10 Secrets Behind Alien's Nostromo Ship You Didn't Know

Alien's iconic ship was originally painted yellow. Gross.

Alien Nostromo

Ridley Scott's Alien is unquestionably one of the greatest and most iconic sci-fi films of all time, and while it's inarguably best defined by both Sigourney Weaver's gutsy heroine Ellen Ripley and the blood-thirsty Xenomorph, it'd be totally remiss to ignore the focal spaceship, the Nostromo.

Arriving in an age where the overwhelming majority of sci-fi ships were impossibly sleek and gorgeous, Alien's Nostromo was a more ramshackle, nuts-and-bolts vehicle - powerful for sure, but lacking the finesse and stopping power of its heroic contemporaries.

It's fitting, of course, given that the Nostromo was a commercial towing vehicle more comparable to a delivery truck than a battleship, and yet one which served as the stage for one of the most unforgettable showdowns in sci-fi history.

But given that the Nostromo appeared in just a single movie before being scuttled by Ripley, there are many finer details you probably don't know about the ship.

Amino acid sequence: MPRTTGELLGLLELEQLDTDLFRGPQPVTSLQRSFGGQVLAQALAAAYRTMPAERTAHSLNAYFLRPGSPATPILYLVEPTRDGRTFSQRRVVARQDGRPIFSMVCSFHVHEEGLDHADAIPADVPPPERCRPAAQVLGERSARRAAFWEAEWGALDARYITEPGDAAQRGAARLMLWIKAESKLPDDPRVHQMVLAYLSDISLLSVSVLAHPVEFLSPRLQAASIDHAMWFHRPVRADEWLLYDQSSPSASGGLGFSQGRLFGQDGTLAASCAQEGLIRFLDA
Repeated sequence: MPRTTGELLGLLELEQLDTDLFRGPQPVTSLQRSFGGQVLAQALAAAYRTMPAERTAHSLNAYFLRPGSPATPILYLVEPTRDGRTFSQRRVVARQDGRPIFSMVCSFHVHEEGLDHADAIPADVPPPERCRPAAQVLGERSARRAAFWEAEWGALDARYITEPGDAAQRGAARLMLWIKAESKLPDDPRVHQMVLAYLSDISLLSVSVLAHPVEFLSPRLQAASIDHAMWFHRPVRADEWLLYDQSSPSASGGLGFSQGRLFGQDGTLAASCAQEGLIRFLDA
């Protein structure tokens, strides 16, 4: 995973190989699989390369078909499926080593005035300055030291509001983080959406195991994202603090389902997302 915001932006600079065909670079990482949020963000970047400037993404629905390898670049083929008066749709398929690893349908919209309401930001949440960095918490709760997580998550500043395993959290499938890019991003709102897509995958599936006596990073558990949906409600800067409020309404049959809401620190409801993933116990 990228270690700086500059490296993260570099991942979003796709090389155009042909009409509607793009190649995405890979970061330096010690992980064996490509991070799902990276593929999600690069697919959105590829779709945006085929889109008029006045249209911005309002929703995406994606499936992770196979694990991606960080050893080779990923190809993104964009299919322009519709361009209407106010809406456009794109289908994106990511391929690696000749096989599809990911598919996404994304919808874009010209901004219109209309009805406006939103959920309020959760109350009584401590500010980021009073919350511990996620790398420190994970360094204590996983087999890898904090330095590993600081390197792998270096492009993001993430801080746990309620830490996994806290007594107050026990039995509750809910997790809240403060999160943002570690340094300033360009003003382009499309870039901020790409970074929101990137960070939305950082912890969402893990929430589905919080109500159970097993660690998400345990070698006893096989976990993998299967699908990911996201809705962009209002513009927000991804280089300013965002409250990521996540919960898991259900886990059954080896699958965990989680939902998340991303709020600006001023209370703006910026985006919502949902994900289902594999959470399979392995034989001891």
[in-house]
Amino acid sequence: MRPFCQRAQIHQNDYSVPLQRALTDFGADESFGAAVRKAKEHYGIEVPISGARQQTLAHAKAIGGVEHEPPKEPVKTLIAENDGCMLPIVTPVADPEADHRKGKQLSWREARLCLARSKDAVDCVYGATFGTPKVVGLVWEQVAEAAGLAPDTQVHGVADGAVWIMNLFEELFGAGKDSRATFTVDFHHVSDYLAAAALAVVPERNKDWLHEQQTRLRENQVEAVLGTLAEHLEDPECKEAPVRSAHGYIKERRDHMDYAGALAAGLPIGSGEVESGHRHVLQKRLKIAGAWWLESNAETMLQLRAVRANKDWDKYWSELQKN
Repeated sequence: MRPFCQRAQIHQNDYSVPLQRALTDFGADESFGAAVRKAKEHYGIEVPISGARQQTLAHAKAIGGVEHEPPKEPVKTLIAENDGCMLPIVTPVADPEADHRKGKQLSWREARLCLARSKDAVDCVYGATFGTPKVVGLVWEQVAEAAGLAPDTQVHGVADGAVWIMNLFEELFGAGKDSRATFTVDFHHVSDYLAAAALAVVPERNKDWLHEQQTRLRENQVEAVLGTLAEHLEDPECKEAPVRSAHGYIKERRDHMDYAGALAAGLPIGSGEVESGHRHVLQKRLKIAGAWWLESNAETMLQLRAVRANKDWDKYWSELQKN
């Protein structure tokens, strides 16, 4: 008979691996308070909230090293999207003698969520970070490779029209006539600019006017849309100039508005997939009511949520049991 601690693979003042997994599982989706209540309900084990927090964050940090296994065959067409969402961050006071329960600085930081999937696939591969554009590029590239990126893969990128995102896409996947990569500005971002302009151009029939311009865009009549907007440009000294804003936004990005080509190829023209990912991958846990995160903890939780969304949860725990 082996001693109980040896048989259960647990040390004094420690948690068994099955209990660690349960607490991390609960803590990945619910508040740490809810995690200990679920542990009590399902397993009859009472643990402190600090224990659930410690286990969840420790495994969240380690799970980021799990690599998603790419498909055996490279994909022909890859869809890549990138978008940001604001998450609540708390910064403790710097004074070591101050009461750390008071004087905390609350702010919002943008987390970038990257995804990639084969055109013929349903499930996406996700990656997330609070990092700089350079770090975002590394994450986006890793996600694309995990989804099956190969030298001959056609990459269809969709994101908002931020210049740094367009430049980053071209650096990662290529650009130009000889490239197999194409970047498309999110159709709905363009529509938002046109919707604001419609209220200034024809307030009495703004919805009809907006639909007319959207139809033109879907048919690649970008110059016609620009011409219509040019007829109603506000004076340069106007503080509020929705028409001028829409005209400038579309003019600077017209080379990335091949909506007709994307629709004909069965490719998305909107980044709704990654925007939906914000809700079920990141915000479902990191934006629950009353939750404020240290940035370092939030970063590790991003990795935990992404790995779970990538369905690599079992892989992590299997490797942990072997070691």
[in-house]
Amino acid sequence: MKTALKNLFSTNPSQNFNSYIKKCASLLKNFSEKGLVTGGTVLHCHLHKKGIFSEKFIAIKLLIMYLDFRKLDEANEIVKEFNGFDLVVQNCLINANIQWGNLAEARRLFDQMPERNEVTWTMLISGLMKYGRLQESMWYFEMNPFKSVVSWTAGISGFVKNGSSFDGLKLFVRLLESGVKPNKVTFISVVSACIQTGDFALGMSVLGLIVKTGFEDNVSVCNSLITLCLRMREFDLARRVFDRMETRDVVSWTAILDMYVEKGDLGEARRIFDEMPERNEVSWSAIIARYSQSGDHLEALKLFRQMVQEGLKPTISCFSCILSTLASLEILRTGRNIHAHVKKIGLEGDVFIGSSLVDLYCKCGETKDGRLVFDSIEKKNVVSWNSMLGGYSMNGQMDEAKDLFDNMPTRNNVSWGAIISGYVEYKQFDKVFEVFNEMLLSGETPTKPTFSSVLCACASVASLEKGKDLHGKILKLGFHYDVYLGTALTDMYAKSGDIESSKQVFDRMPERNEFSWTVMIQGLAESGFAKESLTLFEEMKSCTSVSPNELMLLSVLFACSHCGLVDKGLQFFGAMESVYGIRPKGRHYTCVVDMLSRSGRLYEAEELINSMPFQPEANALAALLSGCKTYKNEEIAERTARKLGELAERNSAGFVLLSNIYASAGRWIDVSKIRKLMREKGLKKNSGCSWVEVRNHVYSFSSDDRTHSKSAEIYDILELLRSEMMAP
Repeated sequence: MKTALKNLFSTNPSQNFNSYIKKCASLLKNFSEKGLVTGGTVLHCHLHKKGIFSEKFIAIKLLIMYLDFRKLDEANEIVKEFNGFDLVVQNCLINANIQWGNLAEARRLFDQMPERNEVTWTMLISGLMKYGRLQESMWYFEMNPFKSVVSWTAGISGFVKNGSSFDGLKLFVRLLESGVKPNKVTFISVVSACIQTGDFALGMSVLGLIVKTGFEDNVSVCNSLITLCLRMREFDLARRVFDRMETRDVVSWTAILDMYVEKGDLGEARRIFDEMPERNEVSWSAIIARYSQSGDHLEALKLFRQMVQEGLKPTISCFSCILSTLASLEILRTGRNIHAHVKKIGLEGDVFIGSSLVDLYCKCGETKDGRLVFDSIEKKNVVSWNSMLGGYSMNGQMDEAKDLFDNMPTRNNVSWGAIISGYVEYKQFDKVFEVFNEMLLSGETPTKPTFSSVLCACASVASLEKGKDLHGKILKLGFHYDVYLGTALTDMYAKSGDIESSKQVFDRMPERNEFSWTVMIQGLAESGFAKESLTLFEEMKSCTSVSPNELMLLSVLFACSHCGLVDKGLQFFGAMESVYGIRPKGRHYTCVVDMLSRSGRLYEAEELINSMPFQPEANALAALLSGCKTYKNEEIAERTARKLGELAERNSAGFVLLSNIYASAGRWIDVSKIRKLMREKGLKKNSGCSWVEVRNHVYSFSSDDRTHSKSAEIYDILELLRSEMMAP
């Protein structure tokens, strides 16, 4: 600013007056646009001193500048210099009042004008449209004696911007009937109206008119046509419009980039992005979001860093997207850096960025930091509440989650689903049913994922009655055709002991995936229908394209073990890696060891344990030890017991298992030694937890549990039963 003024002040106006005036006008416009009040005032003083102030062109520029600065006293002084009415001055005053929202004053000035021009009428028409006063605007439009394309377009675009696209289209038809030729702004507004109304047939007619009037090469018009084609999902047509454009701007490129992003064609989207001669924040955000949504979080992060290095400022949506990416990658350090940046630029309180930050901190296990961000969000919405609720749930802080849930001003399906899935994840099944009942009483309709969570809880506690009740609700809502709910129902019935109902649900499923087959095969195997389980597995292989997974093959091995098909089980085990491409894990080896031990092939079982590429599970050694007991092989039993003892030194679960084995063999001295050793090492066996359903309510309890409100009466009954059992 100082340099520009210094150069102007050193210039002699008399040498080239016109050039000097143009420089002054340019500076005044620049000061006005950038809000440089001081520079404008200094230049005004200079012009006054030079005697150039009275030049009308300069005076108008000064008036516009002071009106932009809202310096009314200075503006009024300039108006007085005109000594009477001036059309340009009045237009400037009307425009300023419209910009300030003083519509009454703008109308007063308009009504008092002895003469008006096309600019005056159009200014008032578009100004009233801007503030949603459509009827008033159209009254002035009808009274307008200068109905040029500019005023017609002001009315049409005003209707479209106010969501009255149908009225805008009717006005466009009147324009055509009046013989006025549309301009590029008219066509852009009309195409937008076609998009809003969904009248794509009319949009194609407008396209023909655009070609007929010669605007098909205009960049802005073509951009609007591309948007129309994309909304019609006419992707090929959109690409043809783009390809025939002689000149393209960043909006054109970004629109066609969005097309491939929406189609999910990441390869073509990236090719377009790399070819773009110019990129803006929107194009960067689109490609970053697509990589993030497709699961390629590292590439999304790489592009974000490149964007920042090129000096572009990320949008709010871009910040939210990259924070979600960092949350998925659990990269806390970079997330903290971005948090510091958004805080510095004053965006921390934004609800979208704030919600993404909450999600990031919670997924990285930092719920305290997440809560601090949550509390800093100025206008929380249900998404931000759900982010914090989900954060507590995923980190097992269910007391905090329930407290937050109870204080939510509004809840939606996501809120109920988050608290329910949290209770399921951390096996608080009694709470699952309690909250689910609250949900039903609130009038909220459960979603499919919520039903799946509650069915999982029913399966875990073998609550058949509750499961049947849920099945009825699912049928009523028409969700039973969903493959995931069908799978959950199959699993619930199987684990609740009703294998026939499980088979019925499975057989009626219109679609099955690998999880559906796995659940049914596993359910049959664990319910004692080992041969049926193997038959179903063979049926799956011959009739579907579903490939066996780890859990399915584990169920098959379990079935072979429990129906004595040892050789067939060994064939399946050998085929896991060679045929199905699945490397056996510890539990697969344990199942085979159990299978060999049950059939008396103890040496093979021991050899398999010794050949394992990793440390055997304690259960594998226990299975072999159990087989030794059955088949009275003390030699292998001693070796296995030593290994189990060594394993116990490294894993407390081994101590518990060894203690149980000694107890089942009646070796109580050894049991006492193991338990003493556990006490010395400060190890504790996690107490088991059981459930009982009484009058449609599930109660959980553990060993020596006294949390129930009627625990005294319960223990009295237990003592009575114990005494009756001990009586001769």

Thanks to both official schematics and interviews with crew members who worked tirelessly to bring the Nostromo to life, we can dig deep into the ship's nitty gritty...

10. It's 334 Metres Long & Weighs 60,000 Metric Tons

Alien Nostromo
20th Century Studios

Though the dimensions of the Nostromo aren't mentioned in Alien itself, reference materials tells us that the vessel measures in at a mighty 334 metres in length, 215 metres wide, and 98 metres high.

Though its stature is nevertheless dwarfed by some of sci-fi fiction's most iconic vessels - Star Trek: The Next Generation's Enterprise-D, for example, is a staggering 642.5 metres long and 145 metres high - it still weighs a hefty 60,000 metric tons minus cargo due to the three decks, four holds, various stores and engines, and also its onboard escape pod the Narcissus.

Again, it's a decidedly more compact vessel than some of its iconic genre brethren, though it's also important to remember that the Nostromo is a commercial hauler, capable of tugging gigantic vessels containing at least 200 million tons of cargo.

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